Nov. 10 (Bloomberg) -- Veolia Environnement SA warned of lower full-year earnings as the world’s biggest water utility slims down amid slower economic growth that could hurt its industrial waste business.
“We are all expecting austerity plans and this will leave us exposed to an economic slowdown,” Chief Financial Officer Pierre-Francois Riolacci said today on a call. “Today there is no clear signal that things are turning very bad.”
Veolia “expects a downturn” in adjusted operating income for 2011, similar to the 13 percent drop seen in the first nine months excluding the transport business. Chief Executive Officer Antoine Frerot has pledged to stop operations in at least 37 countries and sell 1.3 billion euros ($1.8 billion) of assets this year.
“Visibility on the future costs of the restructuring program remain very low,” Yohann Terry, a utilities analyst at Exane BNP Paribas, wrote in a research note. “The worst of the crisis is to be seen.”
Nine-month operating income fell to 1.25 billion euros from a restated 1.34 billion euros a year earlier, Veolia said in a statement today. Sales rose 3.7 percent to 24 billion euros.
The decline was attributed to a French water contract in suburban Paris, losses in Italy and the Gulf of Mexico as well as the cost-cutting program, the company said.
Veolia, which has lost more than half its market value this year, previously reported a first-half loss on writedowns on operations in Italy, Morocco and the U.S. and after fraud was uncovered at a U.S. business it’s now trying to sell.
Veolia gained 1.2 percent to 9.146 euros as of 12:59 p.m. in Paris. The shares earlier fell as much as 4.8 percent.
The utility will provide more details about asset sales, plans for the 2011 dividend and 2012 financial targets at an investor day Dec. 6, Riolacci said. The company “does not want to go for a rights issue of any kind,” he said.
“The reorganization is progressing and the operational difficulties in southern Europe, North Africa and the United States are in the process of being resolved,” Frerot said in today’s statement. “Investments are under control and the 2011 divestment program has largely been completed.”
Water volumes dropped almost 10 percent in France in July and fell in August because of the weather, Riolacci said. Volumes of company and industrial waste collected slid about 8 percent in France, grew more than 10 percent in Germany and tailed off in the U.K., he said.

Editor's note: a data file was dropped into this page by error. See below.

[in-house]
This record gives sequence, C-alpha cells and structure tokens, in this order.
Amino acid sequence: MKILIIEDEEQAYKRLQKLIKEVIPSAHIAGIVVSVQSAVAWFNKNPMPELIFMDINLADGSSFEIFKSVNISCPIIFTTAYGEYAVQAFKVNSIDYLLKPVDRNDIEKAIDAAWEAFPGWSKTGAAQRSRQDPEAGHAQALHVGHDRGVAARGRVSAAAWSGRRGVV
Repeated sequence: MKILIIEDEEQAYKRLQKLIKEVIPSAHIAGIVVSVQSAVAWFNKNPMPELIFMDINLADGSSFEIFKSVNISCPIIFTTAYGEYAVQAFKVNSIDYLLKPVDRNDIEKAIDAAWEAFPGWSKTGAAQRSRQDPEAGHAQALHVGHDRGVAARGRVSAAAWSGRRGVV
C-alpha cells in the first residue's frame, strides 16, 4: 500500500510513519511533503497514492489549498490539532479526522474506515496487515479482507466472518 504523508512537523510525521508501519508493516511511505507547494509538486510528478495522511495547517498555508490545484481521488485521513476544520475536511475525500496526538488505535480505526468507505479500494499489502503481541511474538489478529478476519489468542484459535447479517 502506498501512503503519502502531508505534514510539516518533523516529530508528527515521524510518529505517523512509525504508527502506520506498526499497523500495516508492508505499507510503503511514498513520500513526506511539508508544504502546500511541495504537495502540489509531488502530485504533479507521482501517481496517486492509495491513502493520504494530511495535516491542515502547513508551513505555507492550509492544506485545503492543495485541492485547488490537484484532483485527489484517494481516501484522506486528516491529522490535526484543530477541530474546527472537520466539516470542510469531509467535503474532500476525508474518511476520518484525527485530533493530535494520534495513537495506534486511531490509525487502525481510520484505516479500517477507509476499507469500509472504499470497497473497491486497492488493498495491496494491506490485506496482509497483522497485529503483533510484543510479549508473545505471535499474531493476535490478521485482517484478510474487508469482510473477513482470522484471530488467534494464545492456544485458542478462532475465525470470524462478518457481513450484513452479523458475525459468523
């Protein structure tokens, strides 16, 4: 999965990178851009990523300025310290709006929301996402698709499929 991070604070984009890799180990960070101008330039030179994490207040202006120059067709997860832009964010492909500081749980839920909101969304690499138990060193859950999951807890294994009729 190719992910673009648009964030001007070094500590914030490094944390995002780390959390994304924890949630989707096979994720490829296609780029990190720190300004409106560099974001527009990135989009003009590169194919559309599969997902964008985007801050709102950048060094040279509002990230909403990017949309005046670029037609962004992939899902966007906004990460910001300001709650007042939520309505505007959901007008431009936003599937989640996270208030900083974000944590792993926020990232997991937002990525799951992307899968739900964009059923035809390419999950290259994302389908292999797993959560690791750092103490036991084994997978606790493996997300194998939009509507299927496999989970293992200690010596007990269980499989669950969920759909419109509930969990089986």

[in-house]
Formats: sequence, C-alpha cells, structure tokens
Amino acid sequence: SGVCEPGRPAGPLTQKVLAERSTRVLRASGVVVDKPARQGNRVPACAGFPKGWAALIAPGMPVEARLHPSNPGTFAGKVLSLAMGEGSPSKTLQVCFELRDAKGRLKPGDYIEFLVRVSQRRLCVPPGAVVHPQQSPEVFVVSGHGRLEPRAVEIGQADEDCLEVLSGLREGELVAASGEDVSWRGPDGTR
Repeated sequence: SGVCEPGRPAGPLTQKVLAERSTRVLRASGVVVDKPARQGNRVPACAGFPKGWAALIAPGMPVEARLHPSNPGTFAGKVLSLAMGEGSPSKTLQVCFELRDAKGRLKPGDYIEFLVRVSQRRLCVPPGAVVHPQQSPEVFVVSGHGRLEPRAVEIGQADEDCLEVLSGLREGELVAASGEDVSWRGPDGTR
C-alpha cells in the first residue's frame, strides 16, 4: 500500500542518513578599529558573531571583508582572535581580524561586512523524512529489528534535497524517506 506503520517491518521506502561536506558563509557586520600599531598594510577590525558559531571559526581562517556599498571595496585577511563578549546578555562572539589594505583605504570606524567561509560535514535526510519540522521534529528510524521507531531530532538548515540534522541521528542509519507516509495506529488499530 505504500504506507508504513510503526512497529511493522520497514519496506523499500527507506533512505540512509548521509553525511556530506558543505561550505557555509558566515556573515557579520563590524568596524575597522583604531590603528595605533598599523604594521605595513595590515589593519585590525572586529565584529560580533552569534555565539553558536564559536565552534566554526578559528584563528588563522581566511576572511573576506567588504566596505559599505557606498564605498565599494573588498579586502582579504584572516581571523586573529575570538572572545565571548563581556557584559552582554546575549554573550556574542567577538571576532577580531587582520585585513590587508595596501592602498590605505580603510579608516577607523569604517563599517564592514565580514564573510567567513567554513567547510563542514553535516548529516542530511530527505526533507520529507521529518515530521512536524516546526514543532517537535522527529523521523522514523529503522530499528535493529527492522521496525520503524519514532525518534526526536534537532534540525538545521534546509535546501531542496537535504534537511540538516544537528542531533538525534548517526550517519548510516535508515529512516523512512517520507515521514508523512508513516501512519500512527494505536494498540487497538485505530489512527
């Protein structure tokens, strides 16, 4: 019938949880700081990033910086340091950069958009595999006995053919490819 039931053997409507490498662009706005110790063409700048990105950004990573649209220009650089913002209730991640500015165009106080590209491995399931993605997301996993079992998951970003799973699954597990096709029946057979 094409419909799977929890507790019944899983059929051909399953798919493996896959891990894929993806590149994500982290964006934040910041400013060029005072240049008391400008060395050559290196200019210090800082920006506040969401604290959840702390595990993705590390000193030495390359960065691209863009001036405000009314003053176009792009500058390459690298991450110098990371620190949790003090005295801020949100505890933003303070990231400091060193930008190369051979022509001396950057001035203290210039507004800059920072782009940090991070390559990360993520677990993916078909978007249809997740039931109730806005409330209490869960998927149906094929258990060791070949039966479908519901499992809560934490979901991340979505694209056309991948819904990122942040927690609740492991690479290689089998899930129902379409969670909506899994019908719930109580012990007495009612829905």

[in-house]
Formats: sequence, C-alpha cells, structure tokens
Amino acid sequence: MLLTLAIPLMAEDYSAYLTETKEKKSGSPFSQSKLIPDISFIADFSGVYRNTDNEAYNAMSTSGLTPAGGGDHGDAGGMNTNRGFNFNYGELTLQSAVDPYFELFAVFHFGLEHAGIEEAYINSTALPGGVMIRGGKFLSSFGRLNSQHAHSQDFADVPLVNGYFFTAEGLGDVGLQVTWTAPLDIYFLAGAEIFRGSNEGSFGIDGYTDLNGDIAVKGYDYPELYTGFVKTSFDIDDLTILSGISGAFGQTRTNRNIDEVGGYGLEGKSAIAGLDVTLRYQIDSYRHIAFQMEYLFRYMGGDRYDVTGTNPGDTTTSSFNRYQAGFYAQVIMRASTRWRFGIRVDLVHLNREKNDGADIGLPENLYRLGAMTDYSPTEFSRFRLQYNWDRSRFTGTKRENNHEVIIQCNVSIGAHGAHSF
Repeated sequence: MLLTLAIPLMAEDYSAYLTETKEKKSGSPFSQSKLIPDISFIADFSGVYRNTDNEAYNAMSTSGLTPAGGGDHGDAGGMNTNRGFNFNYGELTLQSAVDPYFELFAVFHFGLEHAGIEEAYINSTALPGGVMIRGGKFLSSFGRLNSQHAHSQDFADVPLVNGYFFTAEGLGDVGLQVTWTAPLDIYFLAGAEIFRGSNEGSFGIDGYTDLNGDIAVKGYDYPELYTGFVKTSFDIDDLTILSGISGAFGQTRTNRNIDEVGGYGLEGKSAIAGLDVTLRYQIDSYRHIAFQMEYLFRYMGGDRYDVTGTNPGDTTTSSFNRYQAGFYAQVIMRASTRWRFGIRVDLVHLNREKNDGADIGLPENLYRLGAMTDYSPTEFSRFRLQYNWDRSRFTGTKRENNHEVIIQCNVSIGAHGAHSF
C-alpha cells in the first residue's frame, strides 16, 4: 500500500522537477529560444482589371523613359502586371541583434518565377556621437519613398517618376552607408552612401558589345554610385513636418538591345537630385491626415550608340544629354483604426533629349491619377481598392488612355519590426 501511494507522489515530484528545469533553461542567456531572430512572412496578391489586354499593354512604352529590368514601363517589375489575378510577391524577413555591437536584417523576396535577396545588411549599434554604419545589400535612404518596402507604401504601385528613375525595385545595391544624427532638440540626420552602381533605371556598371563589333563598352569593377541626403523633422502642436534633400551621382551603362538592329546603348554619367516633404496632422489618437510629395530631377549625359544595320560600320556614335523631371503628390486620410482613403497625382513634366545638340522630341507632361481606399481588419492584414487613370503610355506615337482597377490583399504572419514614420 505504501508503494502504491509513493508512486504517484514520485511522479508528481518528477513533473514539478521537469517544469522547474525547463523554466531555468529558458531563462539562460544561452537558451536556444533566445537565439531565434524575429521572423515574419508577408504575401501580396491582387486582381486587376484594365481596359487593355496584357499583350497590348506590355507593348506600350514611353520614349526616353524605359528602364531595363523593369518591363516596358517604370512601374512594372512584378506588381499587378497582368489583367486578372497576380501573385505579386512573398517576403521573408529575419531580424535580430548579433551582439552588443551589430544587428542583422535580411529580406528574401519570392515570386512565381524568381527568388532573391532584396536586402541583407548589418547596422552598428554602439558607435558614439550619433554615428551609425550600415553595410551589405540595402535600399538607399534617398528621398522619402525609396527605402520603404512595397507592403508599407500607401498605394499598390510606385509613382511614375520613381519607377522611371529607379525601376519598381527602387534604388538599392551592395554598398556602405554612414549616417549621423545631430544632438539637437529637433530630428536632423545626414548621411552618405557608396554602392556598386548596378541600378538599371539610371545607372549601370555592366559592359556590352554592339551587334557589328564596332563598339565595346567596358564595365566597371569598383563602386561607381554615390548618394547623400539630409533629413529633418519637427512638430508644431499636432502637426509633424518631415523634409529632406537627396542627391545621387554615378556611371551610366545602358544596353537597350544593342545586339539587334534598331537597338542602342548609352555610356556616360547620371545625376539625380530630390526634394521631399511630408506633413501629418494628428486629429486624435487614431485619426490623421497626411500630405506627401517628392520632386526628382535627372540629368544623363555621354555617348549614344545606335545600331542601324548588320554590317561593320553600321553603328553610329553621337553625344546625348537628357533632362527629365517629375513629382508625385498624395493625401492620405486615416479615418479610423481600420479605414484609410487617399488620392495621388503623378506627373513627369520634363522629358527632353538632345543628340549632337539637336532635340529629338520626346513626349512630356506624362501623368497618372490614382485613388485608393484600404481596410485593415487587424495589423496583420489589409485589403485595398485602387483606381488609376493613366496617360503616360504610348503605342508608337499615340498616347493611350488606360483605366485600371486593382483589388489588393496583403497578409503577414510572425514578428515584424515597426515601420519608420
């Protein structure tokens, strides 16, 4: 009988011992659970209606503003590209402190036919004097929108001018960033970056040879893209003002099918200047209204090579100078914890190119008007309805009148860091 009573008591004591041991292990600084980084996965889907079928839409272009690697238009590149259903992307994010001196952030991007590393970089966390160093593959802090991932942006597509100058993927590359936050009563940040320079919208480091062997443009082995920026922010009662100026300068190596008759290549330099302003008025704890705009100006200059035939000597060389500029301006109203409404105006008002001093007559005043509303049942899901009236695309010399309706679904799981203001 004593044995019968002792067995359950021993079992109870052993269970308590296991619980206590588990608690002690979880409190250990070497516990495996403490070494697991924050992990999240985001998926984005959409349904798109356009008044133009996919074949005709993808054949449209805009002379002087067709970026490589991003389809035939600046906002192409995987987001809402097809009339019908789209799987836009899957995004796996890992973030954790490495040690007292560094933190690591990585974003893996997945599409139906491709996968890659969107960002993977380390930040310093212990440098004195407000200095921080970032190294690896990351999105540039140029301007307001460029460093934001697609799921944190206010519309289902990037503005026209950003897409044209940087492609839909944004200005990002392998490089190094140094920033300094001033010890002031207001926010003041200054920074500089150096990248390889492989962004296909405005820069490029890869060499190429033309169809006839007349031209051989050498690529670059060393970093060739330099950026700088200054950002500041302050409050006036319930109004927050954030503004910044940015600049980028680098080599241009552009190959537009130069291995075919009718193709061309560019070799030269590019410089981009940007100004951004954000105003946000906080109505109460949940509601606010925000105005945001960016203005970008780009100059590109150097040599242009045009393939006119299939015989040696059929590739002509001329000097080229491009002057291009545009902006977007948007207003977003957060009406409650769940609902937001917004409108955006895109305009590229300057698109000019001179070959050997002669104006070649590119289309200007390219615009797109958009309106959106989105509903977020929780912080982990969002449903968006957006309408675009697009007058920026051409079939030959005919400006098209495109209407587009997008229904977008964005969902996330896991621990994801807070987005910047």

Prices for recycled materials were higher and the toxic waste treatment business in France and the U.S. was “good,” he said. Paper prices dropped 12 percent in October.
Veolia’s net financial debt fell to 15 billion euros at the end of September from 15.2 billion euros at the end of 2010.
Asset sales include Veolia’s Proxiserve business and the unprofitable Marine Services in the Gulf of Mexico, Riolacci said, adding that the utility isn’t in any rush to close deals by the end of the year.
“We are very confident that we can achieve our disposal program even with the tough context,” he said.
The restructuring marks the end of the global expansion started by Frerot’s predecessor Henri Proglio, who became chairman and CEO of Electricite de France SA in 2009 while remaining chairman of Veolia until last December. He remains a director at Veolia.
Veolia, which supplies water to more than 100 million people worldwide, has said it will exit the transport business in Morocco, environmental services in Egypt, marine services in the U.S. and will proceed with “significant disengagements” in southern Europe including a review of operations in Italy, where management has already been replaced.
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